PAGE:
memory of other, equally important aspects of his speech.
King’s speech has become widely known as a masterpiece of rhetoric and argumentation. One rhetorical
device that King used to great effect is repetition. The most obvious example is the repetition of the phrase “I
have a dream” to detail different aspects of King’s vision of racial harmony, but there are other, equally
important examples. In the opening section of the speech, King reiterated the phrase “one hundred years
later” to emphasize that one hundred years after the Emancipation Proclamation (issued in 1863), African
Americans still had not achieved equality. Immediately after the “I have a dream” section, King repeated the
phrase that it is “with this faith” in his dream that he and other people could hope to transform American
society. These examples demonstrate King’s consciousness of the use of rhetoric to produce emotional
impact.
Perhaps one of the most important rhetorical strategies of King’s speech is his reference to the principles
voiced by the Founding Fathers in his appeal for racial equality. This strategy was especially important in
light of the fact that the government (including the Federal Bureau of Investigation and the Justice
Department) was concerned that the Civil Rights movement might discredit the United States abroad. Hence,
it was perceptive of King to imply in the speech that he was not undermining the United States but asking the
country to do justice to the principles that were asserted to be the bedrock of the U.S. political and societal
character. King stated, for example, that his dream was “deeply rooted in the American dream,” and that he
dreamed of a day when Americans “will be able to sing with new meaning ‘My country ’tis of thee, sweet
land of liberty, of thee I sing.’ ” King then immediately used the words of that song to delineate the different
areas of the country where he hoped the United States would soon “let freedom ring” for all its citizens. He
referred to the Declaration of Independence and the Constitution as being a “promissory note” to all citizens,
which those at the march now were claiming as their inheritance. The speech gained power from King’s
stressing that he was asking the United States to live up to its principles and thus to fulfill the greatness of its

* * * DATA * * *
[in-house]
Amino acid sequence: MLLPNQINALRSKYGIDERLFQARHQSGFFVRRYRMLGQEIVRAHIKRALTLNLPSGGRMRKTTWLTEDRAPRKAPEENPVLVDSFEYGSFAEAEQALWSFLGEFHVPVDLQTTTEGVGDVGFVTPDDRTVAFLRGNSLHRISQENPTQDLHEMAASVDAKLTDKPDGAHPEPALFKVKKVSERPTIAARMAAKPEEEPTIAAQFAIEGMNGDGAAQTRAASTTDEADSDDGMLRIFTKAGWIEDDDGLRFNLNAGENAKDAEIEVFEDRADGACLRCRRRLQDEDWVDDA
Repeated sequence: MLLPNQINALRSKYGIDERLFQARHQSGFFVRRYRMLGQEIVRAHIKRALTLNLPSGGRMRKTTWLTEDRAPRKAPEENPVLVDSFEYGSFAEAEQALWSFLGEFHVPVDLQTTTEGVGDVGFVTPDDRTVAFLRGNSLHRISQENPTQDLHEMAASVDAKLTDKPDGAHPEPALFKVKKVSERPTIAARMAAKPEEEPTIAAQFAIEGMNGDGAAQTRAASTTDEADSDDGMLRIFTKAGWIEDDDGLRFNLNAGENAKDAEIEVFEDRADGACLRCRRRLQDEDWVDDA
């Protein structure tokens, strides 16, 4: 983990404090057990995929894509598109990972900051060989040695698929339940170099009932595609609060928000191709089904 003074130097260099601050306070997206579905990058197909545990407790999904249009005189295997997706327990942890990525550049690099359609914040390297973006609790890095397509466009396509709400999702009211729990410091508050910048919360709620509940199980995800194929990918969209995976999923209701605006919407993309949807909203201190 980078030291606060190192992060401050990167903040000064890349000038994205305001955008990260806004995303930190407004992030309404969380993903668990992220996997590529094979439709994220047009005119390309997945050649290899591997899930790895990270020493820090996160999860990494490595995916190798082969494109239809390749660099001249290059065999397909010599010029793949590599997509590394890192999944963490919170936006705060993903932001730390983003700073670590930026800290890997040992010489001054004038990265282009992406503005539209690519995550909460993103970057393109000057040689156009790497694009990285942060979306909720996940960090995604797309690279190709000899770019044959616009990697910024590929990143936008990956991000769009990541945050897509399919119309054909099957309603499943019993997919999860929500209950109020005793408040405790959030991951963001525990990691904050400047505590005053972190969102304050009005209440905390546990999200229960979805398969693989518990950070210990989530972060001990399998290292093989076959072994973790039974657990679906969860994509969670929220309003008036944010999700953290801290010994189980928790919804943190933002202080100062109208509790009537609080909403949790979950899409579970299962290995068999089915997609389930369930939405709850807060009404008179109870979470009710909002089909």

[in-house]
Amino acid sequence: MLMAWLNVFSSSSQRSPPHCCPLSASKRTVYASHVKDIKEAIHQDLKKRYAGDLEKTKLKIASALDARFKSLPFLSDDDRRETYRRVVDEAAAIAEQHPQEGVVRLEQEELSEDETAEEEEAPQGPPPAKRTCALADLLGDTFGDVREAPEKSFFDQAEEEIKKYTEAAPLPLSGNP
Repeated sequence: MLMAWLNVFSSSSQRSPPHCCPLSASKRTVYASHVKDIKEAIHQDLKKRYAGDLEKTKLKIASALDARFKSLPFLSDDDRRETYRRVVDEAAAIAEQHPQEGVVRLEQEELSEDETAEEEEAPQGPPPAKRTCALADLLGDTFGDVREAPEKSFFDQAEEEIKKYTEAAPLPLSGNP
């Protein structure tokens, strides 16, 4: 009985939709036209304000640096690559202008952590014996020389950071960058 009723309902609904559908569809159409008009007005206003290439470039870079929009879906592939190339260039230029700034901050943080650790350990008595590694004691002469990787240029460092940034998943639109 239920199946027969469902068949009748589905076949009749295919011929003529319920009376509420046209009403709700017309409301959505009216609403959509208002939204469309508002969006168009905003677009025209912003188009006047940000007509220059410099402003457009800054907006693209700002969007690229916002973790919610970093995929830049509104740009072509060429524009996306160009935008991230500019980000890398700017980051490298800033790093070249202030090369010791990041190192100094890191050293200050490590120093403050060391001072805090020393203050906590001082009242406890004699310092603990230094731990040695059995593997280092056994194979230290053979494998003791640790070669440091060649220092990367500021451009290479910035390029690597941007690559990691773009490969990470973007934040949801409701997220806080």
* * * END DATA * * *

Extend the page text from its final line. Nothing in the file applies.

pronounced creed.
King’s speech became not only one of the most publicized events of the Civil Rights movement but also one
of the most highly regarded speeches in U.S. history. Although much of the acclaim rests on the emotionally
powerful “I have a dream” section of the speech, the entire speech is a masterpiece of rhetoric and argument.
One of the most essential aspects of the speech was at the end, when King stated that on the day “when we let
freedom ring” the United States will only be speeding up the day—not arriving at it—when “all of God’s
children, black men and white men, Jews and Gentiles, Protestants and Catholics, will be able to join hands
and sing in the words of the old Negro spiritual, ‘Free at last! Free at last! Thank God Almighty, we are free
at last!’” This stands as the lingering, haunting challenge of Martin Luther King’s speech at the March on
Washington.
Core Resources
James Baldwin’s “The Dangerous Road Before Martin Luther King,” in The Price of the Ticket (New York:
St. Martin’s Press, 1985) offers a detailed consideration of the difficulties facing King. David J. Garrow’s
Bearing the Cross: Martin Luther King, Jr., and the Southern Christian Leadership Conference (New York:
King’s Vision 2
Vintage Books, 1986) examines the strategies of civil rights protests and conflicts between various civil rights
groups. Penelope McPhee and Flip Schulke’s King Remembered (New York: Pocket Books, 1986) ia s
concise introductory biography of King that focuses on his philosophy as a leader of a nonviolent movement.